Energy must be added to the reactants for most chemical reactions to occur; called activation energy

      Enzymes are chemical substances in living things that act as catalysts & reduce the amount of activation energy needed

      Organisms contain thousands of different enzymes

      Most enzymes end with ase (e.g. lipase is the enzyme that acts on lipids)

 Reduction-Oxidation (Redox) reactions

     Reactions in which e- are transferred between atoms is a redox or reduction-oxidation reaction (e.g. formation of table salt NaCl)

     In oxidation reactions, a reactant loses 1 or more e- & becomes positively (+) charged (e.g. Sodium atom becomes a Na+ ion)

     In a reduction reaction, a reactant gains 1 or more e- and becomes negatively (-) charged (e.g. Chlorine atom becomes a Cl- ion)

     REDOX reactions always occur together; the electron(s) from the oxidation reaction are then accepted by another substance in the reduction reaction


     A large percentage of the mass of organisms is water & many of the chemical reactions of life occur in water

     A solution  is a uniform mixture of one substance in anther

     Solutions may be mixtures of solids, liquids, or gases

     The solute is the substance uniformly dissolved in the solution & may be ions, molecules, or atoms

     The solvent is the substance in which the solute is dissolved

     Water is known as the universal solvent 

     Dissolving one substance in another does not alter their chemical properties  

     The concentration of a solution is a measure of the amount of solute dissolved in a given volume of solvent

     Increasing the amount of solute increases the solutions concentration

     Aqueous solutions are solutions in which water is the solvent; these are important in living things (e.g. blood, cytoplasm of cell...)

Acids and Bases

     The degree of acidity or alkalinity (basic) is important in organisms

     The force of attraction between molecules is so strong that the oxygen atom of one molecule can actually remove the hydrogen from other water molecules; called Dissociation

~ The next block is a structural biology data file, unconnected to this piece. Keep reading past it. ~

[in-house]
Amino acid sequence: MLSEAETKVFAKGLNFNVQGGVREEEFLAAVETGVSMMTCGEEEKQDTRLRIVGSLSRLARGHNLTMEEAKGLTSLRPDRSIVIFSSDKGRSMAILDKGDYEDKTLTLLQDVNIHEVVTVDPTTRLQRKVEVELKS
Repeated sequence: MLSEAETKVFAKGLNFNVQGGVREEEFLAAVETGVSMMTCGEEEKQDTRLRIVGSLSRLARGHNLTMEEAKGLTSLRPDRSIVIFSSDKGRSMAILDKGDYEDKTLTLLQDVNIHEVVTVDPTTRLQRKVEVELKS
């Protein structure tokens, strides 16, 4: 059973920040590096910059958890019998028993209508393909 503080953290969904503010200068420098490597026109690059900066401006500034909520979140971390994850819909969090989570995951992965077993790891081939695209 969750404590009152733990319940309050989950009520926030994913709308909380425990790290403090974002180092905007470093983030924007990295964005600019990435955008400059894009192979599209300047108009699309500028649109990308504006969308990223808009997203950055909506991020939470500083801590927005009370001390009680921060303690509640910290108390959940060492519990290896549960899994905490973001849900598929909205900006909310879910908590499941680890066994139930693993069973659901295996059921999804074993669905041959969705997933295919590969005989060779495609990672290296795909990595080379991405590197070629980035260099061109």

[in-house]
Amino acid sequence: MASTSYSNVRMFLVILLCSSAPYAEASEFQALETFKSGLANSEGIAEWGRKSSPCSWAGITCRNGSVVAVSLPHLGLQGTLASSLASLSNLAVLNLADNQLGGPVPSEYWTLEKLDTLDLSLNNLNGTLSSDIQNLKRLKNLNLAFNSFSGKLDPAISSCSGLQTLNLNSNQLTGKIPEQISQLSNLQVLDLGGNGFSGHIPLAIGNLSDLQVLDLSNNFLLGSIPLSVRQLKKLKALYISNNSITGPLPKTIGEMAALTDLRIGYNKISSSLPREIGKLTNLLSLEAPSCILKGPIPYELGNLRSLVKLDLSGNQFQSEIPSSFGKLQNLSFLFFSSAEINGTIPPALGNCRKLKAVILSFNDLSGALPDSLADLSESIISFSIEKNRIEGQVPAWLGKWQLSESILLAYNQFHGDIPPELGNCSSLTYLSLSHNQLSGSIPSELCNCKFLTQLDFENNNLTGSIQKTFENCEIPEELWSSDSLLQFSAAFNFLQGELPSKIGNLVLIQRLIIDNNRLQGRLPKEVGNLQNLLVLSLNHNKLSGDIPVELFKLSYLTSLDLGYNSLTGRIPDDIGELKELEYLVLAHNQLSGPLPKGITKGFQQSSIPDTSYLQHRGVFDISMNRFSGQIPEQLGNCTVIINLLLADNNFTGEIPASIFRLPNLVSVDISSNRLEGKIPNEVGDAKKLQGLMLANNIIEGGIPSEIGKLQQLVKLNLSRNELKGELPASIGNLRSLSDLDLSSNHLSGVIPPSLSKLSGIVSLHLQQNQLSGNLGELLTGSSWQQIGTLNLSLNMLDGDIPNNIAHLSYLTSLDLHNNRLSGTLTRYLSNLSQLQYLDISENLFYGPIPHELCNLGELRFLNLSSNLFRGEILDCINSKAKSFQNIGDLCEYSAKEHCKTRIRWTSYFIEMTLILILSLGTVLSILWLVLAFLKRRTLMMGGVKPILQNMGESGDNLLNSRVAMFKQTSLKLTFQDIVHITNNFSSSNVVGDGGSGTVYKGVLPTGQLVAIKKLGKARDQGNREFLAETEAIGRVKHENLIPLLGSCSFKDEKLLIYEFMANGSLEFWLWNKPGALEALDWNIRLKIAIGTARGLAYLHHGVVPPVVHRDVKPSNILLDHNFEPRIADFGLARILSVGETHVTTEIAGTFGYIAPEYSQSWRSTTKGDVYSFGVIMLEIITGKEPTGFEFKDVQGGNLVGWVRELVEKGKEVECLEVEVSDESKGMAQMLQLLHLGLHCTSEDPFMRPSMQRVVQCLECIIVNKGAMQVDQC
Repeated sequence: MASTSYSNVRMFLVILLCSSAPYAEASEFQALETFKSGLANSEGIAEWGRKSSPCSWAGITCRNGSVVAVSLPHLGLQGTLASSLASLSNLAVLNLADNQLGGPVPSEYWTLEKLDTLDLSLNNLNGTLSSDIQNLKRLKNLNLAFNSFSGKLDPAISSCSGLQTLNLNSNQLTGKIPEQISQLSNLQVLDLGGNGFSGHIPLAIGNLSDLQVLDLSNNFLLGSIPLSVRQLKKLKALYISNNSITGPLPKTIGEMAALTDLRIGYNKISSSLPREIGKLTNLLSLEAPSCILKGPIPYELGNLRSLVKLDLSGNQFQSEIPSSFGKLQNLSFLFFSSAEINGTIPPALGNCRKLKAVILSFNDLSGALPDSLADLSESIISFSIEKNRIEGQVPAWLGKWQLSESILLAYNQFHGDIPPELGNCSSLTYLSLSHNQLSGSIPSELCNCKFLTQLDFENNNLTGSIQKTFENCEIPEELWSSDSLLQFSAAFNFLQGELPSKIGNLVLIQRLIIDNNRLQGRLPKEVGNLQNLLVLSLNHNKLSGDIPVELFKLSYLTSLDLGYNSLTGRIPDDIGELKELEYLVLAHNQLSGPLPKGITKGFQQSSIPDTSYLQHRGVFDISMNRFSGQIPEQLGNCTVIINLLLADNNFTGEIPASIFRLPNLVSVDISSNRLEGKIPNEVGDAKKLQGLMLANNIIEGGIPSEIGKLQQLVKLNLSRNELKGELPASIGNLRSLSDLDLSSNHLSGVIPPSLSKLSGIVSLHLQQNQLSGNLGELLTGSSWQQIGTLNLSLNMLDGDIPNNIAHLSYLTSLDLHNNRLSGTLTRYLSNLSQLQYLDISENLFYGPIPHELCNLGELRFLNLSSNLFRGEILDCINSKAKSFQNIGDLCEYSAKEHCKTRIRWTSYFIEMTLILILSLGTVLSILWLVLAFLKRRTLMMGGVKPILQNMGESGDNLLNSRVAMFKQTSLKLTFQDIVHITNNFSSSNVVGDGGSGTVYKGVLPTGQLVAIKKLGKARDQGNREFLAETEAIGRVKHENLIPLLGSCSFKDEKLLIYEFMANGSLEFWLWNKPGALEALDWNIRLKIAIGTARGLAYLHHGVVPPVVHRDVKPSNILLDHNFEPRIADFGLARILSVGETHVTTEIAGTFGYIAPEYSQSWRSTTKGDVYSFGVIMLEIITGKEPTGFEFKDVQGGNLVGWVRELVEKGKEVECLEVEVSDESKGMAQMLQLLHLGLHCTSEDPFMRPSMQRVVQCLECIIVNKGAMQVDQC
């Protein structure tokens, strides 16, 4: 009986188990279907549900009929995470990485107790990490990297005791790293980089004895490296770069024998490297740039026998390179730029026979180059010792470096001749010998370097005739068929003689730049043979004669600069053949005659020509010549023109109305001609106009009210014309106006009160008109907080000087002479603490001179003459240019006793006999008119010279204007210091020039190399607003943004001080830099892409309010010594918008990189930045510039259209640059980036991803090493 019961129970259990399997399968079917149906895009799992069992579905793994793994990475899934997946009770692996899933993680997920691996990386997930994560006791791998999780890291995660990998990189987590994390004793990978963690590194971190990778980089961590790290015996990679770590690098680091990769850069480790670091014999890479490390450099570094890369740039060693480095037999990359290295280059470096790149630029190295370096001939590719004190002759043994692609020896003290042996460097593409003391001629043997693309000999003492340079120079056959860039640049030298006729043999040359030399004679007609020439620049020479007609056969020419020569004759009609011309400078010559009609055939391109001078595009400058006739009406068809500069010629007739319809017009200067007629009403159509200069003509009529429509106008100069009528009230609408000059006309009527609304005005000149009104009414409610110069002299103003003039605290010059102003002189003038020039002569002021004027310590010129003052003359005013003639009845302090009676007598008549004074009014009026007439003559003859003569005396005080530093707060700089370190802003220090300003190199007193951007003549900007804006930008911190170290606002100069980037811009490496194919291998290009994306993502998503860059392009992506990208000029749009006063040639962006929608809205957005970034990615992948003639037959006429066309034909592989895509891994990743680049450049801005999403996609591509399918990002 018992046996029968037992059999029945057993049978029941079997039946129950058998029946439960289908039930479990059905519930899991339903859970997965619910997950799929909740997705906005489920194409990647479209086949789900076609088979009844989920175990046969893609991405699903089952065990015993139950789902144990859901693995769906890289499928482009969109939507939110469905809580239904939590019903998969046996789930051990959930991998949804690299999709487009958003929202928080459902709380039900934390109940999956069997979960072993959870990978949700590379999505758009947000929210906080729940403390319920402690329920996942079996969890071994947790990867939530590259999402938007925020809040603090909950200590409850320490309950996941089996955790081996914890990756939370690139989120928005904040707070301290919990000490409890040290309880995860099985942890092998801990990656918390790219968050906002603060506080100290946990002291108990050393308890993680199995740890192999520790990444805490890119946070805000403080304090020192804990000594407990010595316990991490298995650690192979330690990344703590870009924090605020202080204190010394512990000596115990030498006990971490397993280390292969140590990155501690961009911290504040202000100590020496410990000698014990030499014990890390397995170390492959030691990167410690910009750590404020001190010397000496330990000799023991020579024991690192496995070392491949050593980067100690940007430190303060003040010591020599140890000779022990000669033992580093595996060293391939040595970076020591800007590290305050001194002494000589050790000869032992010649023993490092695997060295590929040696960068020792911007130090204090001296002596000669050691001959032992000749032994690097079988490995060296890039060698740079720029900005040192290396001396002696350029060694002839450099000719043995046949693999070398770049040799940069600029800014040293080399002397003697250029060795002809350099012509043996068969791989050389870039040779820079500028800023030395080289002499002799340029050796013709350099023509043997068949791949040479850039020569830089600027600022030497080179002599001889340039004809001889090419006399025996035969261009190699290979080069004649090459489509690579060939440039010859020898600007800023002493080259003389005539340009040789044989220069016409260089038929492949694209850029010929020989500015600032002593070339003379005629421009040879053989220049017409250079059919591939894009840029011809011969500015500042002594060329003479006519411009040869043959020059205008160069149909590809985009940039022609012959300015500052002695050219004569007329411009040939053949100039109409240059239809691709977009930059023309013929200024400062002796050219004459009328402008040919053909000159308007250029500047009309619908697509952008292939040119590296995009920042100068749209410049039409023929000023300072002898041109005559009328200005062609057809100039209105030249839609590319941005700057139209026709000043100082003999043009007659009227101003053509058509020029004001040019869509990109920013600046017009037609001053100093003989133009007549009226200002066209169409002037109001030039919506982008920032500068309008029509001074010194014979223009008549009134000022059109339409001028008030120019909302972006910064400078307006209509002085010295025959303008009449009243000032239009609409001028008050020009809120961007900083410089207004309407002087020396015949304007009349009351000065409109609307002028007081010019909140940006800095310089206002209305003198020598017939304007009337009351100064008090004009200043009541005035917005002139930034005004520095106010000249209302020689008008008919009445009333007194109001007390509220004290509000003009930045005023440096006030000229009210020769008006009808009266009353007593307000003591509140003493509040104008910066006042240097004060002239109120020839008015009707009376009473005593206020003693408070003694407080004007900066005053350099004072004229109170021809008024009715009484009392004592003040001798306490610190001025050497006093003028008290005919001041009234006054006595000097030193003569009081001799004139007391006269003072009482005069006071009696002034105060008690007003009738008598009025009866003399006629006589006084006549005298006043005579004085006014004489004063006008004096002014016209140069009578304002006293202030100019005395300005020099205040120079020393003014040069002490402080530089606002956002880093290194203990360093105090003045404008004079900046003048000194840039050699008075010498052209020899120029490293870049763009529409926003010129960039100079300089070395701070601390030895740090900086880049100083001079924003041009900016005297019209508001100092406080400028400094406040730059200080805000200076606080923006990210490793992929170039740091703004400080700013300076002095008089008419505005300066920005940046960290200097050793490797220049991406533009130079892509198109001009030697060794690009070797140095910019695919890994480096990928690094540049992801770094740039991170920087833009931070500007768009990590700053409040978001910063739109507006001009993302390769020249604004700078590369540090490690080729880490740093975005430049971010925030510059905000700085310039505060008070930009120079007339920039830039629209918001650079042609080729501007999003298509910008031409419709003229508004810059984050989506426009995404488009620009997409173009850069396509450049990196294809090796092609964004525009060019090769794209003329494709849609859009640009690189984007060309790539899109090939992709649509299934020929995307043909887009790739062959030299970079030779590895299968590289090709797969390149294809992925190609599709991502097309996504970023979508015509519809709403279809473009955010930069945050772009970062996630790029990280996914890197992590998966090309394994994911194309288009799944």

H20-----GOES TO----- H+  +  OH-

     OH- called hydroxide ion; H+ called hydrogen ion

     Free H+ ion can react with another water molecule to form H3O+  (hydronium ion)

     Acidity or alkalinity is a measure of the relative amount of H+ and OH- ions dissolved in a solution

     Neutral solutions have an equal number of H+ and OH- ions

     Acids have more H3O+ ions than OH- ions; taste sour; and can be corrosive

     Bases contain more OH- ions than H3O+ ions; taste bitter; & feel slippery  

Examples of Common Acids

  • citric acid (from certain fruits and veggies, notably citrus fruits)
  • ascorbic acid (vitamin C, as from certain fruits)
  • vinegar (5% acetic acid)
  • carbonic acid (for carbonation of soft drinks)
  • lactic acid (in buttermilk)

Examples of Common Bases

  • detergents

  • soap

  • lye (NaOH)

  • household ammonia 

PH Scale

     Compares the relative concentration of H3O+ ions and OH- ions

     Scale ranges from 0 to 14; 0-3 is very acidic; 7 is neutral; 11-14 is very basic or alkaline


    Litmus paper, phenolphthalein, pH paper, & other indicators that change color can be used to measure pH



     Control of pH is important to organisms

     Enzymes function only within a narrow pH range; usually neutral

     Buffers neutral acids or bases in organisms to help control pH